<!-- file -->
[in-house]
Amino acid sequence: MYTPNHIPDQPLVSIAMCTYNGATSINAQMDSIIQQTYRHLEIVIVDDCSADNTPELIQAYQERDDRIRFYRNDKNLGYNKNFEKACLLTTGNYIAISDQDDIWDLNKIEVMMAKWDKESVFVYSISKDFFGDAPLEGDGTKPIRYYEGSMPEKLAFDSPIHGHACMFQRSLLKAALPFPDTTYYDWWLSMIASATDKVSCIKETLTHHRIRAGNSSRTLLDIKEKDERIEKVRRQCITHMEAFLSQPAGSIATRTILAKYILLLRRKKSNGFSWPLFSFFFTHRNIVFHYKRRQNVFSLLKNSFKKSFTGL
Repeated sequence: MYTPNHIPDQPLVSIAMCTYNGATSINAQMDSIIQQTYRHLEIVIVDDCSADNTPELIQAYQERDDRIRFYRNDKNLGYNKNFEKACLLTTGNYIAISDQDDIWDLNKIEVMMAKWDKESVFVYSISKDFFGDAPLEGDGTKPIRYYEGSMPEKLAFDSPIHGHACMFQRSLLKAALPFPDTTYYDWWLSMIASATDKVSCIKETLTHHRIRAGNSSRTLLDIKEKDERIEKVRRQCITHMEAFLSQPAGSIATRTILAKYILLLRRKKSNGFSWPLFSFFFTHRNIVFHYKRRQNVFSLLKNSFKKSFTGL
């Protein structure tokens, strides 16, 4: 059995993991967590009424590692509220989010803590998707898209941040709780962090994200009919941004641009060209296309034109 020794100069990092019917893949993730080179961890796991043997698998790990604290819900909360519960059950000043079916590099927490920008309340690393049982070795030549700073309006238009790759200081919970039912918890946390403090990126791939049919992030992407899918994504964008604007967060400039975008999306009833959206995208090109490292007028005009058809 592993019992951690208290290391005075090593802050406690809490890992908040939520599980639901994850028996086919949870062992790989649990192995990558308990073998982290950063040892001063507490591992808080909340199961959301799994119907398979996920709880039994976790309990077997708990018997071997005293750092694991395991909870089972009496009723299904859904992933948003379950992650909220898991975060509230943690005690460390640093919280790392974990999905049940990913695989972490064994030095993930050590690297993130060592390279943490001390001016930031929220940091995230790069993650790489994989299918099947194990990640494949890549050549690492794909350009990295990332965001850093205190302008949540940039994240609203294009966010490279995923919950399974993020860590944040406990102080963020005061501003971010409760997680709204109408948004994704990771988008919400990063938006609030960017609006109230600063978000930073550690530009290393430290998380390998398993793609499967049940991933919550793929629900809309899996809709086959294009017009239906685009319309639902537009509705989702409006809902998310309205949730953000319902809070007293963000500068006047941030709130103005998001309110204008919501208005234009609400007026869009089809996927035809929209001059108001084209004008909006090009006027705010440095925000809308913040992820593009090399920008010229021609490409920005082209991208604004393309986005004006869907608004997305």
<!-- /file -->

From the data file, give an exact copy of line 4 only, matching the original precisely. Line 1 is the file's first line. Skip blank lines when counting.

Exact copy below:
């Protein structure tokens, strides 16, 4: 059995993991967590009424590692509220989010803590998707898209941040709780962090994200009919941004641009060209296309034109 020794100069990092019917893949993730080179961890796991043997698998790990604290819900909360519960059950000043079916590099927490920008309340690393049982070795030549700073309006238009790759200081919970039912918890946390403090990126791939049919992030992407899918994504964008604007967060400039975008999306009833959206995208090109490292007028005009058809 592993019992951690208290290391005075090593802050406690809490890992908040939520599980639901994850028996086919949870062992790989649990192995990558308990073998982290950063040892001063507490591992808080909340199961959301799994119907398979996920709880039994976790309990077997708990018997071997005293750092694991395991909870089972009496009723299904859904992933948003379950992650909220898991975060509230943690005690460390640093919280790392974990999905049940990913695989972490064994030095993930050590690297993130060592390279943490001390001016930031929220940091995230790069993650790489994989299918099947194990990640494949890549050549690492794909350009990295990332965001850093205190302008949540940039994240609203294009966010490279995923919950399974993020860590944040406990102080963020005061501003971010409760997680709204109408948004994704990771988008919400990063938006609030960017609006109230600063978000930073550690530009290393430290998380390998398993793609499967049940991933919550793929629900809309899996809709086959294009017009239906685009319309639902537009509705989702409006809902998310309205949730953000319902809070007293963000500068006047941030709130103005998001309110204008919501208005234009609400007026869009089809996927035809929209001059108001084209004008909006090009006027705010440095925000809308913040992820593009090399920008010229021609490409920005082209991208604004393309986005004006869907608004997305």